High Brightness (HB) LEDs continue to increase in popularity due to the numerous advantages they offer when compared to the conventional lighting solutions. One of the advantages of HB LEDs is their ability to generate different colors, opening a new dimension to the world of decorative lighting. Color mixing is essentially a process where a secondary color is generated by mixing the appropriate proportion of base primary colors. This article will explain the science behind color mixing, including the mathematical equations involved and how to implement them efficiently.
Science behind color mixing & multi stimulus space Primary colors are not a fundamental property of light but are often related to the psychophysical response of the eye to light. It is conceived that primary colors are completely independent from each other and sets of colors that can be combined to generate a useful range (gamut) of colors.
Similar to any other mathematical representations of physical phenomenon, color models can be expressed in different ways. Each has its advantages and drawbacks. The goal of modeling is to minimize formulation complexity and the number of variables while maximizing “substance” and breadth of coverage.
Historically, whatever the meaning assigned to the variables, three of them were enough to describe all colors: RGB, Hue-Saturation-Brightness (HSB), and other HS based models, such as L*a*b and xyY. One common feature was the number of variables or dimensions.
In multi-stimulus space, color stimuli are denoted by letters, such as Q, R, G, B, and A. Q represents an arbitrary color stimulus and the letters R, G, B, and A are reserved for fixed primary stimuli chosen for color matching experiments. The primary stimuli are Red, Green, Blue, and Amber. A color matching between a given stimulus Q and the additive mixture in suitable amounts of the fixed various primary stimuli R, G, B, and A can be expressed by the following vector equation:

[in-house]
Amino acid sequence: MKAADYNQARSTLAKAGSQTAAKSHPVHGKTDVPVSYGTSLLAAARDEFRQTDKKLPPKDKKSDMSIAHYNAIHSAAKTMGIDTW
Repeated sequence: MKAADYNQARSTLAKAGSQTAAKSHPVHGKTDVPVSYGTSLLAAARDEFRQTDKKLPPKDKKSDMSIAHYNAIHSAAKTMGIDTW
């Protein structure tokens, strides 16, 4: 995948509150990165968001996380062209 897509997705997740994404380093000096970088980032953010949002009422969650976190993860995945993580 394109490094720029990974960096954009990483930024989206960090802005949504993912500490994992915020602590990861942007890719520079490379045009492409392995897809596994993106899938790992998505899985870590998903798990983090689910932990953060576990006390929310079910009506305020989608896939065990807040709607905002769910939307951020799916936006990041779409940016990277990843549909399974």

Figure1: Multi-dimensional color space
In multi-dimensional space, a color stimulus Q is represented by the multi-stimulus vector Q where the scalar multipliers RQ, GQ, BQ, AQ measured in terms of the assigned respective units of given primary stimuli R, G, B, and A respectively are called multi-stimulus values of Q.
The geometric representation of Equation 1 in linear multi- dimensional space is shown in Figure 1. The unit vectors R, G, B, and A represent the primary stimuli, defining the space. They have a common origin and point in four different directions. The vector Q has the same origin as R, G, B, and A. Its four components are located along the axes defined by R, G, B, and A, and have lengths respectively equal to RQ, GQ, BQ, and AQ, the multi-stimulus values of Q. The direction and length is obtained by simple vector equation defined by Equation 1. The space defined by R, G, B, and A is called multi-stimulus space. In this space, a color stimulus Q appears as a multi-stimulus vector (RQ, GQ, BQ, and AQ).
In color mixing algorithm, the firmware calculates what these values should be to derive the color stimulus Q.
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I can see the benefit of the four value color mixing over the three value. It reminds me of the differences between the Kodak film and the Agfa film I used in photography. The Agfa film was like the four value mixing and gave you a warmer picture in almost all cases. The Kodak film often left you with very sharp color effects that distracted from the scene. Especially in the blue spectrum. Often left you with a harsher rendition.
David Patterson, known for his pioneering research that led to RAID, clusters and more, is part of a team at UC Berkeley that recently made its RISC-V processor architecture an open source hardware offering. We talk with Patterson and one of his colleagues behind the effort about the opportunities they see, what new kinds of designs they hope to enable and what it means for today’s commercial processor giants such as Intel, ARM and Imagination Technologies.